1902 The earliest model had a 2hp Simms
engine with magneto tucked in behind the seat tube, on top of the chain-stays.
With a clutch and shock-absorber incorporated in the drive, the rear wheel
was driven by silent chain and the pedals were placed ahead of the crankcase.
1903 The engine, with coil ignition, was supported in a cradle and Bowden
controls were fitted. Another version was fitted with a Belgian FN
engine and some of the models were sold as the New Bowden. Also
used his own engines. It was the name first used for the Bowden
(1902 to 1905) using Simms
and FN engines which were usually
positioned behind the seat pillar with silent chain-drive including a clutch
to the rear wheel. The use of the prefix to the name did not last long
and the company went on to become better known for carburettors and control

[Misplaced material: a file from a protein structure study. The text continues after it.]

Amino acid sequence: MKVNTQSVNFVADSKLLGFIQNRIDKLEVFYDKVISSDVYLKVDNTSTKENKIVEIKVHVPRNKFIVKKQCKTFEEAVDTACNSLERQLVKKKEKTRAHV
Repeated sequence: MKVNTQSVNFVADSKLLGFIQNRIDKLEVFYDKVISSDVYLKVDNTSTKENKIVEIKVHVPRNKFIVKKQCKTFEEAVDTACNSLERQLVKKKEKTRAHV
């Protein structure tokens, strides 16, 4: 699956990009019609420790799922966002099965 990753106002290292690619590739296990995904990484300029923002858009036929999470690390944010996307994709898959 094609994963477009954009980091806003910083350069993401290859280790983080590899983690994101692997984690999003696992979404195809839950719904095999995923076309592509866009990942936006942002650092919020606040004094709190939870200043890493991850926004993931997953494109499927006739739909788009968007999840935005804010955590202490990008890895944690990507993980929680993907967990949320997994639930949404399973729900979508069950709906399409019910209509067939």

1904 The FN engine was still
used and moved ahead of the pedals. Two tricycles
were listed along with a quadricycle powered by a 4hp water-cooled Daw
engine with magneto ignition.
1905 This was the last year of manufacture. After that the company concentrated
for many years on producing control cables, levers and, eventually, carburettors.
1932 Built commercial three-wheel vans under an agreement with the Stevens brothers.
1937 General light production engineers. "Bowdenex" Brake Cable Assemblies
and "Bowdenite" Wire Mechanism and Fittings.
1961 Manufacturers of "Bowden" wire mechanisms and "Bowdenex" cable assemblies
for vehicle handbrakes, "Bowdenflex" precision ball bearing remote control,
high pressure flexible hydraulic hose units and fittings. 400 employees.
Note: There was further mention of the name in the early 1920s when there was a short-lived involvement with a lightweight motorcycle. It is thought that it was a method of promoting their existing product line as mentioned above.